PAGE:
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BEIJING, June 12 (Reuters) - China's Guangdong province has delayed a deadline for companies to hand over CO2 permits for 2013 emissions and plans an extra permit auction, the China Emissions Exchange said, after firms refused to buy permits in China's centrepiece carbon trading scheme.
The Guangdong emissions market demands all companies buy 3 percent of their permits from government auctions, but when the final planned auction was held last month more than 60 firms chose not to participate because they found the scheme unfair and costly.
Guangdong is the biggest of China's six pilot carbon markets and the centrepiece of policies to wean the world's biggest-emitting nation off polluting fossil fuels and reduce its impact on climate change.
The deadline delay from June 20 to July 15 will allow the government to make some adjustments to individual company targets based on verified emissions and production data, according to a note on the exchange website.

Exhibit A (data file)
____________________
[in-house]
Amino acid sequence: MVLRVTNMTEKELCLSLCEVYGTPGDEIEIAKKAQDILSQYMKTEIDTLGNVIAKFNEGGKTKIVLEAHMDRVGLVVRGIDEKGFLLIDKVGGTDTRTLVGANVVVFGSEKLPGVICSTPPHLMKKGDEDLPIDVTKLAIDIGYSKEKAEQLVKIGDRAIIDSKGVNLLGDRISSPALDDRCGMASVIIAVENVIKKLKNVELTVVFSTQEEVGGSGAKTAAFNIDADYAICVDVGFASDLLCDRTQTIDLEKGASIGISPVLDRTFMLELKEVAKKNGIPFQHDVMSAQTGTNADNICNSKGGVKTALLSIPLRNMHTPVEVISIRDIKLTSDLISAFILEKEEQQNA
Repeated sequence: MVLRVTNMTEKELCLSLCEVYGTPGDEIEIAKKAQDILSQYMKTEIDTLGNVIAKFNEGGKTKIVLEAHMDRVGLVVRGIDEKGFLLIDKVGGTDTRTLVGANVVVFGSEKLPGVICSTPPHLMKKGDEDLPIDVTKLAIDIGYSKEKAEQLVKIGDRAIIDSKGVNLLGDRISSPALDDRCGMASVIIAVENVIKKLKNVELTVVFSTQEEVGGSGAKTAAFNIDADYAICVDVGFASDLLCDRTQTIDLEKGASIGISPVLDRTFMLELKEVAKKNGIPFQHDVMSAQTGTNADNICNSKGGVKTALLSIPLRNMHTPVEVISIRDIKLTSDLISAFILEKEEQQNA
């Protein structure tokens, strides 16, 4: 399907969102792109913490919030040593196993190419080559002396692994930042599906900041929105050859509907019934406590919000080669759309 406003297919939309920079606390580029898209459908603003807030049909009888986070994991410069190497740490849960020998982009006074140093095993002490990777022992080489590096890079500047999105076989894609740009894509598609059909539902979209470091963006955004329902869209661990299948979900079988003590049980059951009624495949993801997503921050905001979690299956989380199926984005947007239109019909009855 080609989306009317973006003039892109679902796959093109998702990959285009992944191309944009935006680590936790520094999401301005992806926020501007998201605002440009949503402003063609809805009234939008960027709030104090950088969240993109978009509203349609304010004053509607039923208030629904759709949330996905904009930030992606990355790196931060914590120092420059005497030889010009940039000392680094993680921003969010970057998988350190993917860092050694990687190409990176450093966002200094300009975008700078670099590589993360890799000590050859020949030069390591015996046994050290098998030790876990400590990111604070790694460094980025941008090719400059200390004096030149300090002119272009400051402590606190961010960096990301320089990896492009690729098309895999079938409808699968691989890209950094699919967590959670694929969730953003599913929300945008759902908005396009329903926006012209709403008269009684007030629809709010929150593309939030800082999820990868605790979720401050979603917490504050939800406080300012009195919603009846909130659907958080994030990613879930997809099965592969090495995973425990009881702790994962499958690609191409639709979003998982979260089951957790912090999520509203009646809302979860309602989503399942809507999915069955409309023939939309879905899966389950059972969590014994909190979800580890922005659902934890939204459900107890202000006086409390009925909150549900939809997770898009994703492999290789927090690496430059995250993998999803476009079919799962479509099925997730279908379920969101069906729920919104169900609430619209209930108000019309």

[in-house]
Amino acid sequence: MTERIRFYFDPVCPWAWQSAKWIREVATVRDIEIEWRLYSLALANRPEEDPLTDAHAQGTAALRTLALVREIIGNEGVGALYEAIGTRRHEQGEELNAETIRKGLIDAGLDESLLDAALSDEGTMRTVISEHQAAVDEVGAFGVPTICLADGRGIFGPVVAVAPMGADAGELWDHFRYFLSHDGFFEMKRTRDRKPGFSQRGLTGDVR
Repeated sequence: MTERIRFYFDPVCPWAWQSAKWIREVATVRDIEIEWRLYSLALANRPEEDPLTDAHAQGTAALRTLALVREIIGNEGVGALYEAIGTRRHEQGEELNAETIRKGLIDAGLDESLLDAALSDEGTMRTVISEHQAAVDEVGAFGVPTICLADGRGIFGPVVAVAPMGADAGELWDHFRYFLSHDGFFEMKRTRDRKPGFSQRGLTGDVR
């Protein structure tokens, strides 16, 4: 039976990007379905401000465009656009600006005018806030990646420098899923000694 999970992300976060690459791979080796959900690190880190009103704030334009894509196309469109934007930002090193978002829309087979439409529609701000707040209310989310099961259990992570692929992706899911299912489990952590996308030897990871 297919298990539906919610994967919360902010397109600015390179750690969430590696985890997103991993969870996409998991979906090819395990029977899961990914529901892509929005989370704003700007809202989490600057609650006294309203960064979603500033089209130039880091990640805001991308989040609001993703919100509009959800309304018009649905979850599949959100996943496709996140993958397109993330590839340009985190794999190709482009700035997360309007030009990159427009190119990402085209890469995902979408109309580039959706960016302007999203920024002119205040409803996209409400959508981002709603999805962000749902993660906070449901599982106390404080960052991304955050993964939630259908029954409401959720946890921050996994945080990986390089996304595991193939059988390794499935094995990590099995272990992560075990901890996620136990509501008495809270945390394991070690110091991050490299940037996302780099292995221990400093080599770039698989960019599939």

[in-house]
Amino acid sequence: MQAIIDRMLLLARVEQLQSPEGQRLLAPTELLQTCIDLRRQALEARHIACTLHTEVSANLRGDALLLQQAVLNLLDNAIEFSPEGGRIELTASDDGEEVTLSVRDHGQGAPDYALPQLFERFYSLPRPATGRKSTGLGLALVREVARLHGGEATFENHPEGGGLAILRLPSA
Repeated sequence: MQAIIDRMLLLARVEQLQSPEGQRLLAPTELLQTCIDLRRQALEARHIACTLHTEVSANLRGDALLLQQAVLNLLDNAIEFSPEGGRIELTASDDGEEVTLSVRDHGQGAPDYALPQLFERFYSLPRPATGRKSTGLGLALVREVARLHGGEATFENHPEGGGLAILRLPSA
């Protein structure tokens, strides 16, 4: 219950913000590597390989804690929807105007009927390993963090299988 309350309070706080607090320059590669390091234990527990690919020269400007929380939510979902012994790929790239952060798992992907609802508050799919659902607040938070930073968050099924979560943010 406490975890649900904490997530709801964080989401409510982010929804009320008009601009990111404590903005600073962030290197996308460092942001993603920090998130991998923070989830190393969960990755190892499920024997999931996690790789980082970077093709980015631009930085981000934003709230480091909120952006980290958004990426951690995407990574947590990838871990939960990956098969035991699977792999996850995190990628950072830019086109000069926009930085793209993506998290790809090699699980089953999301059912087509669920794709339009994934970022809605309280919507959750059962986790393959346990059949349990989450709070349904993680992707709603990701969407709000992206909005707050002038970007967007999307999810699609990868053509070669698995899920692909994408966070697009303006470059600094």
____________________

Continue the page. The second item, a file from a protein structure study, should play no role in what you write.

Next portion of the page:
But it will also provide a last chance for over 60 manufacturers covered by the scheme to comply with it.
A total of almost 9.8 million permits have been sold in previous auctions at a minimum price of 60 yuan ($9.64) each.
"The number of permits on sale in the next auction has not been decided yet, but it is unlikely that the minimum price will be lowered. We need to be fair to those who bought in earlier auctions," said an official at the China Emissions Exchange who wished to remain anonymous.
The exchange has been told by the government to schedule the auction in late June, but a final date has not been set.
China plans to launch a nationwide carbon-trading market later in the decade, but implementing the pilot market schemes have proved challenging as they were planned and launched in a short period of time, forcing regulators and market participants both to learn as they go along.
The northern city of Tianjin last month extended the compliance deadline in its scheme.
In Guangdong, the carbon market has been unpopular among power plants and manufacturers because of the high government-mandate minimum price at a time when they are already under pressure from a slower economy.
The requirement that emitters must buy 3 percent of their permits in government auctions - they get the rest for free - has also hurt liquidity in the secondary market.
Since trading began in late December, only around 575,000 permits have traded in the market, and more than half of that was in two recent bilateral trades that were cleared on the exchange, both traded at 60 yuan.
Reporting By Kathy Chen; Editing by Michael Perry